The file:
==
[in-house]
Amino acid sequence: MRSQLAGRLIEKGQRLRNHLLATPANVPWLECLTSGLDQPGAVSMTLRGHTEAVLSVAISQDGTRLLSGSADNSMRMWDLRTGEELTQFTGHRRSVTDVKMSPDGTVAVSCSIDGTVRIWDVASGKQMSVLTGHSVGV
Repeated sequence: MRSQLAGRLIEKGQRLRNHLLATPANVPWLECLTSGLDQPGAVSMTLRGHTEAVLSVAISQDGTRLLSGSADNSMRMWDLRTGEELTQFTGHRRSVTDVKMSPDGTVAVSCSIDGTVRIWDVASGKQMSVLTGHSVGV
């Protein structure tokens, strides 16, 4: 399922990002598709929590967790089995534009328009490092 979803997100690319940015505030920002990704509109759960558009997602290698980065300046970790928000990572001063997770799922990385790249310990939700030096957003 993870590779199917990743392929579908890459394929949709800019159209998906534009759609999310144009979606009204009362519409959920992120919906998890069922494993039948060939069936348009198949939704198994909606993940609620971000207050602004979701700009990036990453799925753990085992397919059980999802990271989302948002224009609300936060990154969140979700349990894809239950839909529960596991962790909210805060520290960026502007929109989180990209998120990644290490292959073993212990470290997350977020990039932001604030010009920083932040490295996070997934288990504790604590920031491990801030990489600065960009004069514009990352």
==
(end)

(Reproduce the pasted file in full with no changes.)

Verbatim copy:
[in-house]
Amino acid sequence: MRSQLAGRLIEKGQRLRNHLLATPANVPWLECLTSGLDQPGAVSMTLRGHTEAVLSVAISQDGTRLLSGSADNSMRMWDLRTGEELTQFTGHRRSVTDVKMSPDGTVAVSCSIDGTVRIWDVASGKQMSVLTGHSVGV
Repeated sequence: MRSQLAGRLIEKGQRLRNHLLATPANVPWLECLTSGLDQPGAVSMTLRGHTEAVLSVAISQDGTRLLSGSADNSMRMWDLRTGEELTQFTGHRRSVTDVKMSPDGTVAVSCSIDGTVRIWDVASGKQMSVLTGHSVGV
């Protein structure tokens, strides 16, 4: 399922990002598709929590967790089995534009328009490092 979803997100690319940015505030920002990704509109759960558009997602290698980065300046970790928000990572001063997770799922990385790249310990939700030096957003 993870590779199917990743392929579908890459394929949709800019159209998906534009759609999310144009979606009204009362519409959920992120919906998890069922494993039948060939069936348009198949939704198994909606993940609620971000207050602004979701700009990036990453799925753990085992397919059980999802990271989302948002224009609300936060990154969140979700349990894809239950839909529960596991962790909210805060520290960026502007929109989180990209998120990644290490292959073993212990470290997350977020990039932001604030010009920083932040490295996070997934288990504790604590920031491990801030990489600065960009004069514009990352």